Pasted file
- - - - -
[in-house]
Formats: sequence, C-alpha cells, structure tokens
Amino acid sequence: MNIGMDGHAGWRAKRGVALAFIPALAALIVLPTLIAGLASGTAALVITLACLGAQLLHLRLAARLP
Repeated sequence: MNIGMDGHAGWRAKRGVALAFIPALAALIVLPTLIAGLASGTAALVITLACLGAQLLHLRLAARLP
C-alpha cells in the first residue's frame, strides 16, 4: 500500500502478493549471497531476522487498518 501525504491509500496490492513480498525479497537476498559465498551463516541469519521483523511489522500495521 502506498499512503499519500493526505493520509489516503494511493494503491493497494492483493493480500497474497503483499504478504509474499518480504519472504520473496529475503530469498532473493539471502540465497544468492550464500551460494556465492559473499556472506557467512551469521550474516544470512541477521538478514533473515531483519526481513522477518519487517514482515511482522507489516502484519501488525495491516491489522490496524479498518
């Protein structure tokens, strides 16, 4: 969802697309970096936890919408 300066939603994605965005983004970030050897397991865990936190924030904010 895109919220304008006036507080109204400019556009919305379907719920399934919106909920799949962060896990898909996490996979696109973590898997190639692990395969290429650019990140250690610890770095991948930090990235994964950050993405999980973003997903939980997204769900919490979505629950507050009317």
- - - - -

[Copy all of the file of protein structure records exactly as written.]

[in-house]
Formats: sequence, C-alpha cells, structure tokens
Amino acid sequence: MNIGMDGHAGWRAKRGVALAFIPALAALIVLPTLIAGLASGTAALVITLACLGAQLLHLRLAARLP
Repeated sequence: MNIGMDGHAGWRAKRGVALAFIPALAALIVLPTLIAGLASGTAALVITLACLGAQLLHLRLAARLP
C-alpha cells in the first residue's frame, strides 16, 4: 500500500502478493549471497531476522487498518 501525504491509500496490492513480498525479497537476498559465498551463516541469519521483523511489522500495521 502506498499512503499519500493526505493520509489516503494511493494503491493497494492483493493480500497474497503483499504478504509474499518480504519472504520473496529475503530469498532473493539471502540465497544468492550464500551460494556465492559473499556472506557467512551469521550474516544470512541477521538478514533473515531483519526481513522477518519487517514482515511482522507489516502484519501488525495491516491489522490496524479498518
């Protein structure tokens, strides 16, 4: 969802697309970096936890919408 300066939603994605965005983004970030050897397991865990936190924030904010 895109919220304008006036507080109204400019556009919305379907719920399934919106909920799949962060896990898909996490996979696109973590898997190639692990395969290429650019990140250690610890770095991948930090990235994964950050993405999980973003997903939980997204769900919490979505629950507050009317």